In the wake of proposed risk retention rules by the SEC and federal banking regulators conditioning a qualified residential mortgage on a 20 percent down payment, Senator Kay Hagan (D-NC) stated that a rigid, across-the-board down payment requirement would unnecessarily prevent middle-class first-time home buyers from getting affordable mortgages. Senator Hagan is, along with Senators Mary Landrieu (D-LA) and Johnny Isakson (R-GA), the co-author of the qualified residential mortgage carve out codified in Section 941 of Dodd-Frank. While acknowledging that regulators showed some flexibility in the proposal, Senator Hagan said that she and her co-authors will work with them to ensure that the final rule allows qualified families to access safe and stable mortgages.
In a letter last month to the SEC and the banking agencies, the Senators said that, under Section 941, the SEC and the federal banking agencies are directed to define qualified residential mortgage by taking into consideration underwriting and product features that historical loan performance data indicate result in a lower risk of default. Dodd-Frank provides a baseline risk retention amount of five percent of credit risk for securitized assets, but carves out qualified residential mortgages.
They said that any effort to impose a high down payment requirement for any mortgage to meet the qualified residential mortgage exemption standard would be inconsistent with legislative intent. The Senators assured the SEC that, while there was discussion on whether the qualified residential mortgage should have a minimum down payment in negotiations during the drafting of the provision, they intentionally omitted such a requirement.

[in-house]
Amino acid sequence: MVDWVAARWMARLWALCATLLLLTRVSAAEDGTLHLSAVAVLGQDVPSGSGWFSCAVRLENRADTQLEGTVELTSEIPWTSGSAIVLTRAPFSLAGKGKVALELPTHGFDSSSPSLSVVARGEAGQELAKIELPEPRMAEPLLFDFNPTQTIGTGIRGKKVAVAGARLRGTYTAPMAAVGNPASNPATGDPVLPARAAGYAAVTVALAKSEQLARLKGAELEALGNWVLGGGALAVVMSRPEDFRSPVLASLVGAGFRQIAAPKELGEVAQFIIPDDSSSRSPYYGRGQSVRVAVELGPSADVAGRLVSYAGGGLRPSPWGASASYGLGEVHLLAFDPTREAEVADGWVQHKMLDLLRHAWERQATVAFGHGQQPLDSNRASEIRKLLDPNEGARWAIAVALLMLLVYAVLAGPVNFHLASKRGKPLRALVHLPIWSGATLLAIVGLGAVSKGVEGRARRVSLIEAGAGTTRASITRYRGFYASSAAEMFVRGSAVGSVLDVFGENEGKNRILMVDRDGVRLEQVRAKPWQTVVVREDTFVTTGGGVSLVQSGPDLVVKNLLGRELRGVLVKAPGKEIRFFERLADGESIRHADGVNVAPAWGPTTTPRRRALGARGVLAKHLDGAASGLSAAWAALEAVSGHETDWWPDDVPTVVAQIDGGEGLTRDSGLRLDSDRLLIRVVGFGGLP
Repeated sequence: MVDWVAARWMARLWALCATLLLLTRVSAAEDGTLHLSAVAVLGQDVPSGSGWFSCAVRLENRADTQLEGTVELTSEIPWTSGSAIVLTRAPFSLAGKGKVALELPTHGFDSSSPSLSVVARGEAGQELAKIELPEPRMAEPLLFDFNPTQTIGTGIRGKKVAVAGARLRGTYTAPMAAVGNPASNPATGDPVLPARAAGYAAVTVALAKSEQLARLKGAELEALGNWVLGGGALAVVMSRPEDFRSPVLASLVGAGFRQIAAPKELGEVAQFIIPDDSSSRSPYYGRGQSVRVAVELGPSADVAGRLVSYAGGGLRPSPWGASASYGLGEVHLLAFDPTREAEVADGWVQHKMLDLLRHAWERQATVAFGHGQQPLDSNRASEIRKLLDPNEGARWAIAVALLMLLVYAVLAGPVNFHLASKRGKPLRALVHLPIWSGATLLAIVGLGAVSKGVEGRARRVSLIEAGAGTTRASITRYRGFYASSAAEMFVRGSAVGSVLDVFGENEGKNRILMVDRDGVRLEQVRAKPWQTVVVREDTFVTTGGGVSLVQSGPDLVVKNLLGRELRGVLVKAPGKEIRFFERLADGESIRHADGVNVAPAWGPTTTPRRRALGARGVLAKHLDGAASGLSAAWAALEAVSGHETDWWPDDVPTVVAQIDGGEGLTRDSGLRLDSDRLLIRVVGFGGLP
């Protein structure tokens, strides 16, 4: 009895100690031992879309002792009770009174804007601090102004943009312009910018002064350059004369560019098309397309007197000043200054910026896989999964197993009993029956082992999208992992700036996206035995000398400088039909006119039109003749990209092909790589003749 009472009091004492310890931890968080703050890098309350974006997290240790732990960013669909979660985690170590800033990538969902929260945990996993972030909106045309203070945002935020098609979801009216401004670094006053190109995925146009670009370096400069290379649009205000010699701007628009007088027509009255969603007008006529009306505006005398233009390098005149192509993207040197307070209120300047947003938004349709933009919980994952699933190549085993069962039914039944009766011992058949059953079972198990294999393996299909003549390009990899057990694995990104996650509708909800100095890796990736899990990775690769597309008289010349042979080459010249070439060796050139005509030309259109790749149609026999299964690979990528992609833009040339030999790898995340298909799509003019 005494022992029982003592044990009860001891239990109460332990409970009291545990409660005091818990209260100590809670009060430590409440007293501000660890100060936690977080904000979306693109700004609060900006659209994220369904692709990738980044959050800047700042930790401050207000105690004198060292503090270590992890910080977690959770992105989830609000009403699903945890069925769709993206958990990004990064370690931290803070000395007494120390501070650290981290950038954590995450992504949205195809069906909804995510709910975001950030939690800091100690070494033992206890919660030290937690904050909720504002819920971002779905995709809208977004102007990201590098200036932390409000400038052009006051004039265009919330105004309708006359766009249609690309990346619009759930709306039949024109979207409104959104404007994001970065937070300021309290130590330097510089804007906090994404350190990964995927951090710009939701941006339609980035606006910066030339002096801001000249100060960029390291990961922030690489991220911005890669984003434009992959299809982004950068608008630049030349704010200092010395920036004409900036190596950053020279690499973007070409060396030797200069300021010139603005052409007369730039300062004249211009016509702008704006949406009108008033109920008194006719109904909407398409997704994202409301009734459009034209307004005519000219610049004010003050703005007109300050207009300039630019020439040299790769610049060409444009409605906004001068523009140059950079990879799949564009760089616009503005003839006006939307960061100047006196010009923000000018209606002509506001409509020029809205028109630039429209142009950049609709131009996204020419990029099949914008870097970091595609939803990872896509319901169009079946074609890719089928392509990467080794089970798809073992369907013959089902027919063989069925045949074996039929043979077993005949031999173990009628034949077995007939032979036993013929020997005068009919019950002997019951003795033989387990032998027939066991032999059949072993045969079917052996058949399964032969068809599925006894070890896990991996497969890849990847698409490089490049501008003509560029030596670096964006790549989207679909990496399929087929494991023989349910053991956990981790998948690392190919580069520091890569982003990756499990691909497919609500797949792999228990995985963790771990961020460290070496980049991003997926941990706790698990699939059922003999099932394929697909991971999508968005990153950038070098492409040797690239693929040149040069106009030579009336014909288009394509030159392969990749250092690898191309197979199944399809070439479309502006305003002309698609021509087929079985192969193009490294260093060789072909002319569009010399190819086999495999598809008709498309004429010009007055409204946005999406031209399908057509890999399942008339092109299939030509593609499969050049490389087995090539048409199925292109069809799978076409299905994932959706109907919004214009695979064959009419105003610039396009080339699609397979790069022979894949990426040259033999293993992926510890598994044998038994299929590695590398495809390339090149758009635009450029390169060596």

According to the Senators, the purpose of the qualified residential mortgage exemption is to support a housing recovery by creating a robust underwriting framework that will attract private capital to support responsible lending and borrowing. In developing the QRM framework, the Senators recognized the importance of establishing a framework that would allow creditworthy first-time homebuyers to have access to the benefits of loans meeting the QRM standard. They also recognized that homeowners in the hardest hit housing markets have lost extraordinary amounts of equity and that a high down payment is out of reach for many of them.
A qualified residential mortgage with a high down payment requirement would force them to postpone buying or refinancing a home for years, or to take on mortgages at much higher interest rates. Consequently, the QRM framework set forth in Dodd-Frank specifically contemplates the inclusion of low-down payment loans, provided they have mortgage insurance or other forms of credit enhancement, to the extent such insurance or credit enhancement reduces the risk of default.